I am going to be honest and admit that when we were first told that this course was mostly assessed through blogs I was a little surprised and confused. We are so used to being told to sit down with a pen and paper and write an essay, that the idea of sharing our thoughts and new findings in such a public sphere seems really out there.
Upon reading Adrian Miles’ article about Blogs in Media Education, I have to one hundred per cent agree with him in that a process such as this seems much more applicable to the work force that we are one day aiming to step into.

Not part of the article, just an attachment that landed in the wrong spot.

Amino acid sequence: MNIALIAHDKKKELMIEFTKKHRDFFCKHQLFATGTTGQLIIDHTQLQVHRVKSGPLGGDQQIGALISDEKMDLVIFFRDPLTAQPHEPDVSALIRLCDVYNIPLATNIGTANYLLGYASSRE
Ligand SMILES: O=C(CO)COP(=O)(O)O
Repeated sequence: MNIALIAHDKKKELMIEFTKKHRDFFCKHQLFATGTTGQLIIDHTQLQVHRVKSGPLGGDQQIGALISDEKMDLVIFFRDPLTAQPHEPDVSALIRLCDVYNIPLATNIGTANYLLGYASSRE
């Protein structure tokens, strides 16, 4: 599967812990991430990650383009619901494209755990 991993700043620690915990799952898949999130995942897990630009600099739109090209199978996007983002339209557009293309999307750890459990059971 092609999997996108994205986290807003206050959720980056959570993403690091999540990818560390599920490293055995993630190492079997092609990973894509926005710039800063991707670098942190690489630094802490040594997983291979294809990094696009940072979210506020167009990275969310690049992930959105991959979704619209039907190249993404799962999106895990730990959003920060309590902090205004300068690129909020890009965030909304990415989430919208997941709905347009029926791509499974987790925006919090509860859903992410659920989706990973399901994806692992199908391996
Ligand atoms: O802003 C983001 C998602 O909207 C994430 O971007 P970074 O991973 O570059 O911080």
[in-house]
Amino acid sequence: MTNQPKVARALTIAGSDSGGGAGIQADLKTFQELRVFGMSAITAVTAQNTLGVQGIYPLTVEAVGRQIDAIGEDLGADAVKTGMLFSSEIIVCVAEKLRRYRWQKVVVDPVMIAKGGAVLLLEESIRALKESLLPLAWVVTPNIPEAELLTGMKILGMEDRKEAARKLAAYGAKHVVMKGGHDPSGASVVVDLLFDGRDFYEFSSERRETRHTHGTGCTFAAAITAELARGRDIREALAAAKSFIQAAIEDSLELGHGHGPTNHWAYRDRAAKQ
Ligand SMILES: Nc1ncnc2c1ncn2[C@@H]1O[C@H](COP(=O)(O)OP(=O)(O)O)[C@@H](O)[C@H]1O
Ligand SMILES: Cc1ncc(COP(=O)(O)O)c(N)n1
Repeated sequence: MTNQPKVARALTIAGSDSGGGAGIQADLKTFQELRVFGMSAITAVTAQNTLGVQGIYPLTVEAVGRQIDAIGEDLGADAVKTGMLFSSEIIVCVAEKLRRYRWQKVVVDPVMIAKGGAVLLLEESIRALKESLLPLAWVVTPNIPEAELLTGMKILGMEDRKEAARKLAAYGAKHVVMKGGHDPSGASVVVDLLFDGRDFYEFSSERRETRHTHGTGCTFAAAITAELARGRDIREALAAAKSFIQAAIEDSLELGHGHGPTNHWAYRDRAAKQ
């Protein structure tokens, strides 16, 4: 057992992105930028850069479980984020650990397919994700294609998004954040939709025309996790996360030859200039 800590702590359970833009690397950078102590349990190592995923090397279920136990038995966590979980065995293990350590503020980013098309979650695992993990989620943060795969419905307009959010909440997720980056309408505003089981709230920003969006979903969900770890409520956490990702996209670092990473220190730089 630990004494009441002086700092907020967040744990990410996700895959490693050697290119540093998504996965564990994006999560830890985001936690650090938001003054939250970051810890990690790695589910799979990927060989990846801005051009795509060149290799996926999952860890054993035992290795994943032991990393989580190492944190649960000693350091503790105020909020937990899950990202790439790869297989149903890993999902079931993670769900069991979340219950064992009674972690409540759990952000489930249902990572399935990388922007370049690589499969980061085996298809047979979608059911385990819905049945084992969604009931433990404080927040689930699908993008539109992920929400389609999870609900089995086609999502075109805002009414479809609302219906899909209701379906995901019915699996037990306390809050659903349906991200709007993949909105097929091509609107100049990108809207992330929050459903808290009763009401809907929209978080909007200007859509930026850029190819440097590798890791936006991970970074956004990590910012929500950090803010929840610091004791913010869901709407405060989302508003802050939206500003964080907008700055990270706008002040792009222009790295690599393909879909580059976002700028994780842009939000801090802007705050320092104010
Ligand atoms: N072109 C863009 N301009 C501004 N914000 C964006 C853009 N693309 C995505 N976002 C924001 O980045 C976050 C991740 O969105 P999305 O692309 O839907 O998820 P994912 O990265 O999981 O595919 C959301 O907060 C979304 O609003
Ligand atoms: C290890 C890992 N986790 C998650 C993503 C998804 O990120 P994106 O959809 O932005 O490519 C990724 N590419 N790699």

By writing an essay- using a static formula that we all now know like the back of our hands, and simply handing it in to a teacher who is, let’s be honest, probably very sick of reading them, we can learn nowhere near as much as we can by using a blog. Being able to access the work of others and soak in their ideas can be unbelievably valuable and using blogs allows us to do this.
Blogging is also likely to be a crucial skill in years to come in which we are searching for employment. Already when applying for jobs in PR and marketing I have been asked how tech-savvy I am and whether I can create Facebook pages, Instagram and Twitter accounts and blogs. Not once have I been asked how good I am at writing essays.
Unless we are looking to become academics, blogging seems a much more practical skill to have than essay writing, and I think that most of us have written enough of essays for the formula to be stuck with us for life anyway.